Friday, March 20, 2015

The wrong guy: Witness misidentification leads to wrongful convictions

Angel Gonzalez was in the wrong place at the wrong time, and he was driving the wrong vehicle.

Were it not for his 1979 Cadillac sedan, Gonzalez probably would have never become a suspect in a 1994 rape at an apartment complex in Waukegan. Gonzalez spent nearly 21 years in prison for the crime, until DNA evidence proved his innocence earlier this month.

He was released from prison on March 10, thanks in part to the Illinois Innocence Project, which is celebrating its second exoneration in less than a month.

Gonzalez’s case illustrates a common problem in the justice system: eyewitness misidentification often leads to the wrong person being punished.

The Illinois Innocence Project worked with the national Innocence Project on Gonzalez’s case, and on April 8, IIP is bringing two people who are leading a national campaign for reforming the justice system to Springfield.

Barry Scheck helped found the Innocence Project in 1992, making him one of the forefathers of the innocence movement in the United States. According to the National Registry of Exonerations maintained by the University of Michigan Law School, there have been 1,565 exonerations in the U.S. since 1989, many of them prompted by groups following Scheck’s lead.

His work served as the inspiration for the creation of the Illinois Innocence Project, founded in 2001.

The Illinois Innocence Project earned the release of Christopher Abernathy in February.

The two groups worked together to free Angel Gonzalez in early March after DNA evidence proved his innocence.

Fundamental flaws Eyewitness misidentification like in Gonzalez’s case is a leading cause of wrongful convictions, according to a tally of cases kept by the national Innocence Project.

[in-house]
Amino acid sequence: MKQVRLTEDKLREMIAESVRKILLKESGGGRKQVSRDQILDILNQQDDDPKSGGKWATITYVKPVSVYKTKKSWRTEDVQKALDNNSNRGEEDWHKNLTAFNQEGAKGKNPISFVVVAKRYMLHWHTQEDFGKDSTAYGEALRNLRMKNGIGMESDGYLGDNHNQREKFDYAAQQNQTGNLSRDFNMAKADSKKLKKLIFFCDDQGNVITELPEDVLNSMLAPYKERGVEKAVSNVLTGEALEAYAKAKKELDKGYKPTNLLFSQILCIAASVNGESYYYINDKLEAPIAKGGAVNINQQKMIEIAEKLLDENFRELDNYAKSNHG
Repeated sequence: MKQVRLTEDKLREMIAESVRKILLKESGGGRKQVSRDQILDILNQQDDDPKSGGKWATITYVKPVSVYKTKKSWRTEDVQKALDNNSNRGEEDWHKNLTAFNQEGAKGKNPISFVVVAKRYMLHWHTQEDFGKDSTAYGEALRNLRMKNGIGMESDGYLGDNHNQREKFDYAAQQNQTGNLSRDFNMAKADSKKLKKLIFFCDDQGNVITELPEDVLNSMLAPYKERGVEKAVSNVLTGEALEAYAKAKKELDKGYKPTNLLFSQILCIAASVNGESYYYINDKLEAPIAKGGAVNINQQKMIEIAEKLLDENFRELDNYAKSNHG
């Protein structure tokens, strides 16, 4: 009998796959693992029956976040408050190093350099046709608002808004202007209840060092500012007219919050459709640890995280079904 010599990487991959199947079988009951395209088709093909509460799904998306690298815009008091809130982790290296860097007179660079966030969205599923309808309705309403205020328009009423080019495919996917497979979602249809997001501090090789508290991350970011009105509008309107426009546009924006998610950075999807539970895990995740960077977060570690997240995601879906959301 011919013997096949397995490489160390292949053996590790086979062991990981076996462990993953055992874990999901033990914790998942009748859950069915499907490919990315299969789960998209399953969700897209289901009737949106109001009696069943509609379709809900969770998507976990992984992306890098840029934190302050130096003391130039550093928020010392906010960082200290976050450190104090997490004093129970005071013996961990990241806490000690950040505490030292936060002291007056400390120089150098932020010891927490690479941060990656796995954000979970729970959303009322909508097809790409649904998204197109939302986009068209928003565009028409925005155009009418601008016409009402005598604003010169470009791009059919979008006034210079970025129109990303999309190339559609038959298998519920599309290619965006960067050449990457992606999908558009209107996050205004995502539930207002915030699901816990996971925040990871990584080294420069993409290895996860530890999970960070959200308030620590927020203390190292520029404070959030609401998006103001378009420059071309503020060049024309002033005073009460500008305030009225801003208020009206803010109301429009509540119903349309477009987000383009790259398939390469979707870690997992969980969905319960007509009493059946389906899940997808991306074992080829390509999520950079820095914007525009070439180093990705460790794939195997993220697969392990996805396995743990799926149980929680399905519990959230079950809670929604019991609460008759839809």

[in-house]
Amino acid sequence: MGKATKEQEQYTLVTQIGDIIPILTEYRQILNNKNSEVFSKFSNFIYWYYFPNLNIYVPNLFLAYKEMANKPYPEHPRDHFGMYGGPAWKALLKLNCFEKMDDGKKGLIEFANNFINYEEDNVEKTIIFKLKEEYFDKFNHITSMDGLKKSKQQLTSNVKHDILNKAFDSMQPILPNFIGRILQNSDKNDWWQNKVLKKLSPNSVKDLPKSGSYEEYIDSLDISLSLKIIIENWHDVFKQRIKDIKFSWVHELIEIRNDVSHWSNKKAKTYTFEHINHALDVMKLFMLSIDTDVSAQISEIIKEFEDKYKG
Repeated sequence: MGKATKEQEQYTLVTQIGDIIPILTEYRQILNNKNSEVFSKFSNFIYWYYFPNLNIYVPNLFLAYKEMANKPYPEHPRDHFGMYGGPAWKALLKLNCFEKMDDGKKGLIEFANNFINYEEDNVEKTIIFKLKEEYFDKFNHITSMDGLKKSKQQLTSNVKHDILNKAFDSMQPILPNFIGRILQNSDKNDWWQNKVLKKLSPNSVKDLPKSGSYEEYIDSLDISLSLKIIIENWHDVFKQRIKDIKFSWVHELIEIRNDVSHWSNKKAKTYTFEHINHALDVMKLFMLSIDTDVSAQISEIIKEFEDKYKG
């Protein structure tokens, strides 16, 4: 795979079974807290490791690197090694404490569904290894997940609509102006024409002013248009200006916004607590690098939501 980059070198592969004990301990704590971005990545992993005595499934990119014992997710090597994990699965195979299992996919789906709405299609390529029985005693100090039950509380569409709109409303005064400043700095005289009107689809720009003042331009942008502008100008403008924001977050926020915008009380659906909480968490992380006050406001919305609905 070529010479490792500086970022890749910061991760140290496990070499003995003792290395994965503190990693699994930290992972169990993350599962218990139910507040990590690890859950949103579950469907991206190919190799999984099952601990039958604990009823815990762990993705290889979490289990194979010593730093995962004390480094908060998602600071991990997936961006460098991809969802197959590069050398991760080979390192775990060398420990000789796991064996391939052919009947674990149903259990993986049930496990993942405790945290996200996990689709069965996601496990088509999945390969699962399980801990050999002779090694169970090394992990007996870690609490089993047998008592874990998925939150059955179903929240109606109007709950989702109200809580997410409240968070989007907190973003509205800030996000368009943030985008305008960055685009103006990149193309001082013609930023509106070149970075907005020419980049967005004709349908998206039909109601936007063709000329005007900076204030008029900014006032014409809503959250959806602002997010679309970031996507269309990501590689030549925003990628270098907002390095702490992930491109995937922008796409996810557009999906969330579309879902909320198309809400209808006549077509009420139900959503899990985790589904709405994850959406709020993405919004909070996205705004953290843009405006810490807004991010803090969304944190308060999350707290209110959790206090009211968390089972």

Of the first 325 exonerations by DNA evidence in the United States, 235 of the wrongful convictions – greater than 72 percent – were caused by eyewitness misidentification.

In July 1984, a 22-year-old white college student named Jennifer Thompson was attacked and raped at knifepoint in her apartment by a young black man in Burlington, North Carolina. She was terrified as police later lined up seven men in front of her – separated by nothing more than a table – in a suspect lineup.

Although the police specifically said she needn’t feel compelled to pick a suspect and that her rapist might not even be in the lineup, Thompson assumed that he must be there.

Thompson selected Ron Cotton, who wound up spending 11 years in prison before DNA evidence cleared him in June 1995.

Two years after Cotton’s exoneration, Thompson contacted him to apologize, and the two became friends. They now speak at rallies against wrongful convictions, and their book, Picking Cotton, reached The New York Times’ best-seller list in 2009.

Thompson and Cotton are scheduled to speak at the Illinois Innocence Project’s Eighth Annual Defenders of the Innocent event in Springfield on April 8, 2015.

This story appeared online in the Illinois Times on March 19, 2015.